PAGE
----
Mathematics is a subject about which people have strong views, and these can be negative, positive, or a combination of the two. Our own experience, as tutors and students of mathematics, is that mathematics is often seen by others as something that â€˜isn't for meâ€™, and one where beliefs and feelings, especially worry and even fear, can be strong, as a result of previous unhappy experiences. We have written this section to help you to look at your mathematical background, so that you can u
Author(s): The Open University

The aim of this course has been to try to draw together work on numbers and text, and to try to be helpful to those who, like me, find numbers and statistics rather unapproachable. Evidence is used in social science to convince us of the value of a claim, and is a crucial element in our evaluation of theoretical perspectives.

The task here is very different from our task when faced with numbers, where we need to deal with a high level of abstraction. Writing is often dense and multi-layered, and usually gives us, if anything, too much surface information about our subject. We need to make a mental effort this time in selecting and abstracting information ourselves. In order to do this effectively we need to be aware of the context of the writing. We need to check if we can, for instance, the political and s
Author(s): The Open University

Social scientists use particular methods to gather qualitative evidence, from observation to interview, but they also use autobiographical accounts, journalism, and other documentary material to flesh out and add meaning to statistics.

As with reading numbers, reading textual evidence requires us to practise, to set time aside to learn how to do it, and to understand the conventions of writing which operate in the different forms of writing we encounter. One of the main pr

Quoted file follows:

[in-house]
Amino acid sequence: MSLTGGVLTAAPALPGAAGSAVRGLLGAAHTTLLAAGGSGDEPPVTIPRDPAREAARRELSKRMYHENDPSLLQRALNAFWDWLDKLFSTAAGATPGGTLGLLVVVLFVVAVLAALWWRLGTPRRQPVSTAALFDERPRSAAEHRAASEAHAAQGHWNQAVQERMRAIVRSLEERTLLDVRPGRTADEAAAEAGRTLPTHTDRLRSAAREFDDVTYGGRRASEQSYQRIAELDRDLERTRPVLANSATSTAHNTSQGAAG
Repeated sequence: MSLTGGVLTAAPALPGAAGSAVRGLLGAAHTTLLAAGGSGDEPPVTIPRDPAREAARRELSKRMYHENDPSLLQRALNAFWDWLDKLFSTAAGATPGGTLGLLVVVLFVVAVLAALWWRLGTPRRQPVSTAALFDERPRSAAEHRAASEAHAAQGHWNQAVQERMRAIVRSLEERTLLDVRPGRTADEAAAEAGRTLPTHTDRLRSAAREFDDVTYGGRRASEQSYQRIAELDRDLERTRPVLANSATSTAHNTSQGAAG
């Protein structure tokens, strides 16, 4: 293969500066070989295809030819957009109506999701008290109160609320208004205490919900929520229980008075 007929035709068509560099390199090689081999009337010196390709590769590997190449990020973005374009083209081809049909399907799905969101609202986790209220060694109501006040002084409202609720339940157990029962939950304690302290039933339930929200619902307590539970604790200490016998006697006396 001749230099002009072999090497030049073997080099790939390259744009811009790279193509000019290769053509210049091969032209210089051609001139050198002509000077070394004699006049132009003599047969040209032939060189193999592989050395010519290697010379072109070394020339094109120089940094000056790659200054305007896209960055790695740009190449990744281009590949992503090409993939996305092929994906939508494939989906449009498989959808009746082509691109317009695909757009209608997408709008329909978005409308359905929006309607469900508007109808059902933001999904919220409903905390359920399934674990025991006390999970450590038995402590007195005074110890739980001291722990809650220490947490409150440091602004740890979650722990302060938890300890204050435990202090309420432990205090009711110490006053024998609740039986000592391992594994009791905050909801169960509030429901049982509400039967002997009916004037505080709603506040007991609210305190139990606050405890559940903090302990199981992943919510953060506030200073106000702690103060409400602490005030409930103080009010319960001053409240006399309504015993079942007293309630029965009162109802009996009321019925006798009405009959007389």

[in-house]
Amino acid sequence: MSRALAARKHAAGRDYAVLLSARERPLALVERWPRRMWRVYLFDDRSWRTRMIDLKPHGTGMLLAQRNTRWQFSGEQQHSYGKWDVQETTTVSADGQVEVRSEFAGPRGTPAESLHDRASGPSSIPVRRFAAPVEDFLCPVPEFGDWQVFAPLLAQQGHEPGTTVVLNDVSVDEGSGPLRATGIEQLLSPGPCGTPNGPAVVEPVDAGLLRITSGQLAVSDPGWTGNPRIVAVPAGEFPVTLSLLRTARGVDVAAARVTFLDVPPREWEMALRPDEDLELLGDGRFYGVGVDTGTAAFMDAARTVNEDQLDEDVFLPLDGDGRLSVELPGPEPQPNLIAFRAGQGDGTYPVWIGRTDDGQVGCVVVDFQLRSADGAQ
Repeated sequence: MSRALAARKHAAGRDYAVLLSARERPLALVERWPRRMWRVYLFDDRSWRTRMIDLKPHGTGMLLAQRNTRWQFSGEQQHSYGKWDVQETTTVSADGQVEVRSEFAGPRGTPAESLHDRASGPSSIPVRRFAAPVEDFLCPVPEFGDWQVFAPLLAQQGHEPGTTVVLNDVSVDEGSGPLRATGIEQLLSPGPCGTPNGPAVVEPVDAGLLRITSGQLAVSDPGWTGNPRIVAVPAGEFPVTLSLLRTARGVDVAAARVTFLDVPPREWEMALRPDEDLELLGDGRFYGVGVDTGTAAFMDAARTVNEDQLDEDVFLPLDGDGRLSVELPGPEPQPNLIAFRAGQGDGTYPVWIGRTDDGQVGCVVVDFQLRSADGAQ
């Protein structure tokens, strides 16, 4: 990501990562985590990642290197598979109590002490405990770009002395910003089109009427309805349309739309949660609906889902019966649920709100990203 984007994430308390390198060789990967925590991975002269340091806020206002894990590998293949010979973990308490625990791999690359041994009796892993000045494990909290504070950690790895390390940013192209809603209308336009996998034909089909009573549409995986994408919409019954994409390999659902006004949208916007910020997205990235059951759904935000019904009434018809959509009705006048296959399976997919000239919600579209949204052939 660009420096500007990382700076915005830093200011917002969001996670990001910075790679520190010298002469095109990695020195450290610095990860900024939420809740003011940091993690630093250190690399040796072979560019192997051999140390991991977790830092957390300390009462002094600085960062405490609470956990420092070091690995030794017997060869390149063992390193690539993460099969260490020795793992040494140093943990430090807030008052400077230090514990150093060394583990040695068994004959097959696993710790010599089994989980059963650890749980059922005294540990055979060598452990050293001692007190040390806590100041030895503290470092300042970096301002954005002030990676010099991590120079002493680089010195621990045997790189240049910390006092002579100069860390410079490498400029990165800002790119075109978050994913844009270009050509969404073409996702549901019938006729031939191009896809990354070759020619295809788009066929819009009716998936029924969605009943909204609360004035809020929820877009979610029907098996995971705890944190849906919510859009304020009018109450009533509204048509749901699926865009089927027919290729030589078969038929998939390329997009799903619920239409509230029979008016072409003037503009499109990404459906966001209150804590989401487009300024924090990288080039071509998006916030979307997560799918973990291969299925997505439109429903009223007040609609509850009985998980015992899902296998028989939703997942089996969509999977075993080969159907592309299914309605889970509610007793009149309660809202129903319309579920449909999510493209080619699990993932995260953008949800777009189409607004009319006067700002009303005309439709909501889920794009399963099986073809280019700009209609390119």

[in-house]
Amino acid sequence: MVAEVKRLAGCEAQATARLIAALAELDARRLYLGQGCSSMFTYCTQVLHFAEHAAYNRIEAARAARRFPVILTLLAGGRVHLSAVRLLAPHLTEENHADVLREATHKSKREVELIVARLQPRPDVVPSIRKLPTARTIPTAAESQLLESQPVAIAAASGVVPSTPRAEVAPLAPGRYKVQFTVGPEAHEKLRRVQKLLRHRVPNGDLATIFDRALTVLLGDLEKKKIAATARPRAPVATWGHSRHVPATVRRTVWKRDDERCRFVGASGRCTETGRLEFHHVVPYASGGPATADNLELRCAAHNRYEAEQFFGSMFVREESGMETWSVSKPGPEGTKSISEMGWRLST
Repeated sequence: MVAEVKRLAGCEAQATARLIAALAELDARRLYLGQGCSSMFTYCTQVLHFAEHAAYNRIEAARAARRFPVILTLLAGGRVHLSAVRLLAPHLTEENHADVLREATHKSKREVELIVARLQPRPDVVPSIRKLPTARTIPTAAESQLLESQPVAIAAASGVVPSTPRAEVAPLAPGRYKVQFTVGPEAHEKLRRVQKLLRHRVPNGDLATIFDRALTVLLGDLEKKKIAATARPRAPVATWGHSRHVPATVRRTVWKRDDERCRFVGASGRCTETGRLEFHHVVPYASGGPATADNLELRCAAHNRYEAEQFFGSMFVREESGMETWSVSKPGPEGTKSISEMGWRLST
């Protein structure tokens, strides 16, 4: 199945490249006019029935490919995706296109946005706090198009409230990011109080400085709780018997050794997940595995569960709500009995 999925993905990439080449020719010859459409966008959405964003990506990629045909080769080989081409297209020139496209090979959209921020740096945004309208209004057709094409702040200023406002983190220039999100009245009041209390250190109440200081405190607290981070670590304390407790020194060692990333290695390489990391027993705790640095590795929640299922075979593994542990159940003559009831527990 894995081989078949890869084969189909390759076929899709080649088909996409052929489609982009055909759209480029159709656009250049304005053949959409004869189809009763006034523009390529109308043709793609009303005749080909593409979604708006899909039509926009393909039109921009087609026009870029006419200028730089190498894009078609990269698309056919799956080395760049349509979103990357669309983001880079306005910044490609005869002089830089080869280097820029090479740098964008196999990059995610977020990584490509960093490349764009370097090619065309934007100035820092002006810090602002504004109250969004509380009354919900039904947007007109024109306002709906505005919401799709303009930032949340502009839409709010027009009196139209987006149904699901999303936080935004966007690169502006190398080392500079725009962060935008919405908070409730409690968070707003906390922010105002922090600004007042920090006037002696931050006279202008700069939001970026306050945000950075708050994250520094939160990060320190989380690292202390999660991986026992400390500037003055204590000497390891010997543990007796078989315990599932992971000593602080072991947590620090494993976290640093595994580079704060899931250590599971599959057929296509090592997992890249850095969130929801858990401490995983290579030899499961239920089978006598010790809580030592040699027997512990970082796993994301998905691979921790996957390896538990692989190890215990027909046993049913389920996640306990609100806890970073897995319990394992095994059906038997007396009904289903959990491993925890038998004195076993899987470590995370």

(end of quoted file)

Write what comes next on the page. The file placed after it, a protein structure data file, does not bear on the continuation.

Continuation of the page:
Author(s): The Open University

Examine in more detail the explanations surrounding the numbers or diagram. Check the small print to make sure you aren't drawing the wrong conclusions. Are the axes of diagrams clearly labelled, and do you understand what they mean? (Axes, pronounced â€˜axeaseâ€™ is the plural of axis. Axes are the vertical and horizontal lines against which lines on a graph or bars on a chart are plotted. They must be labelled to tell you what courses you are counting in.) If there is shading on the
Author(s): The Open University

After studying this course, you should be able to:

• identify that social scientists can collect evidence to support their claims and theories in different ways

• give examples of quantitative and qualitative evidence

• recognise a variety of methods for obtaining evidence

• understand the ways in which evidence can be presented; how to read it actively and with purpose.

Author(s): The Open University

Croall, H. (1998) Crime and Society in Britain, Harlow, Addison Wesley Longman.
Smith, D.J. (1997) â€˜Ethnic origins, crime and criminal justiceâ€™ in Maguire, M., Morgan, R. and Reiner, R. (eds) The Oxford Handbook of Criminology (2nd edn), Oxford, Clarendon Press.
Zedner, L. (1997) â€˜Victimsâ€™ in Maguire, M., Morgan, R. and Reiner, R. (eds) The Oxford Hand
Author(s): The Open University

Conclusion

This free course provided an introduction to studying sociology. It took you through a series of exercises designed to develop your approach to study and learning at a distance and helped to improve your confidence as an independent learner.

Author(s): The Open University

4 Taking the point: identifying key ideas

As earlier activities have demonstrated, active reading and note taking often come hand-in-hand. In order to read effectively we often have to jot down the main ideas and key words introduced in the text. We might also note down one or two questions as we go along to assist in the â€˜thinkingâ€™ part of the process. But, like reading, note taking comes in all shapes and sizes, and different kinds of notes can be useful for different purposes. Moreover, good note taking, like purposeful, activ
Author(s): The Open University